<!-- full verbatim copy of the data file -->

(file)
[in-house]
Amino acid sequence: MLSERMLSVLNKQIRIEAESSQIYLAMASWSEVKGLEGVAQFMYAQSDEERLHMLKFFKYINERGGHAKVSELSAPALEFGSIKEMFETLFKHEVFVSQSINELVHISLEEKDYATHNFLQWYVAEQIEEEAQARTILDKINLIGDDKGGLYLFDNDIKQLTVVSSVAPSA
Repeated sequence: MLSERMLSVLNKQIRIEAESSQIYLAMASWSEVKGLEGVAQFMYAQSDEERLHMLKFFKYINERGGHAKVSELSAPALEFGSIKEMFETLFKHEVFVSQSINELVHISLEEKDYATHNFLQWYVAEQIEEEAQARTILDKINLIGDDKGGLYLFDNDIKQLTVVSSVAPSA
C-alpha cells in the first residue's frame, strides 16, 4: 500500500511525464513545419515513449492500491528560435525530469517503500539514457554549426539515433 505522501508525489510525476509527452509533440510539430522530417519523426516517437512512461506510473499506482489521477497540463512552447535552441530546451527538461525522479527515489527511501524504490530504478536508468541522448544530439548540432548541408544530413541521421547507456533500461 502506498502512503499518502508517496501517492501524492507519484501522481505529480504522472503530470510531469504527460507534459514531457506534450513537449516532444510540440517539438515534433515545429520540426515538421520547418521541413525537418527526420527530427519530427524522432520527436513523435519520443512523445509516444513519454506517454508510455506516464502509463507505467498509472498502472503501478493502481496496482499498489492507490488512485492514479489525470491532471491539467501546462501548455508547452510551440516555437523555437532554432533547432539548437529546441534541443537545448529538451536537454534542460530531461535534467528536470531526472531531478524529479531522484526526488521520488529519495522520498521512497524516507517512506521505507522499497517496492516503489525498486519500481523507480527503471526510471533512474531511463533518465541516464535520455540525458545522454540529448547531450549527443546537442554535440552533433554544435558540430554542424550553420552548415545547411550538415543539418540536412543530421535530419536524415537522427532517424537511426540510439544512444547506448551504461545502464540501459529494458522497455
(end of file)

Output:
[in-house]
Amino acid sequence: MLSERMLSVLNKQIRIEAESSQIYLAMASWSEVKGLEGVAQFMYAQSDEERLHMLKFFKYINERGGHAKVSELSAPALEFGSIKEMFETLFKHEVFVSQSINELVHISLEEKDYATHNFLQWYVAEQIEEEAQARTILDKINLIGDDKGGLYLFDNDIKQLTVVSSVAPSA
Repeated sequence: MLSERMLSVLNKQIRIEAESSQIYLAMASWSEVKGLEGVAQFMYAQSDEERLHMLKFFKYINERGGHAKVSELSAPALEFGSIKEMFETLFKHEVFVSQSINELVHISLEEKDYATHNFLQWYVAEQIEEEAQARTILDKINLIGDDKGGLYLFDNDIKQLTVVSSVAPSA
C-alpha cells in the first residue's frame, strides 16, 4: 500500500511525464513545419515513449492500491528560435525530469517503500539514457554549426539515433 505522501508525489510525476509527452509533440510539430522530417519523426516517437512512461506510473499506482489521477497540463512552447535552441530546451527538461525522479527515489527511501524504490530504478536508468541522448544530439548540432548541408544530413541521421547507456533500461 502506498502512503499518502508517496501517492501524492507519484501522481505529480504522472503530470510531469504527460507534459514531457506534450513537449516532444510540440517539438515534433515545429520540426515538421520547418521541413525537418527526420527530427519530427524522432520527436513523435519520443512523445509516444513519454506517454508510455506516464502509463507505467498509472498502472503501478493502481496496482499498489492507490488512485492514479489525470491532471491539467501546462501548455508547452510551440516555437523555437532554432533547432539548437529546441534541443537545448529538451536537454534542460530531461535534467528536470531526472531531478524529479531522484526526488521520488529519495522520498521512497524516507517512506521505507522499497517496492516503489525498486519500481523507480527503471526510471533512474531511463533518465541516464535520455540525458545522454540529448547531450549527443546537442554535440552533433554544435558540430554542424550553420552548415545547411550538415543539418540536412543530421535530419536524415537522427532517424537511426540510439544512444547506448551504461545502464540501459529494458522497455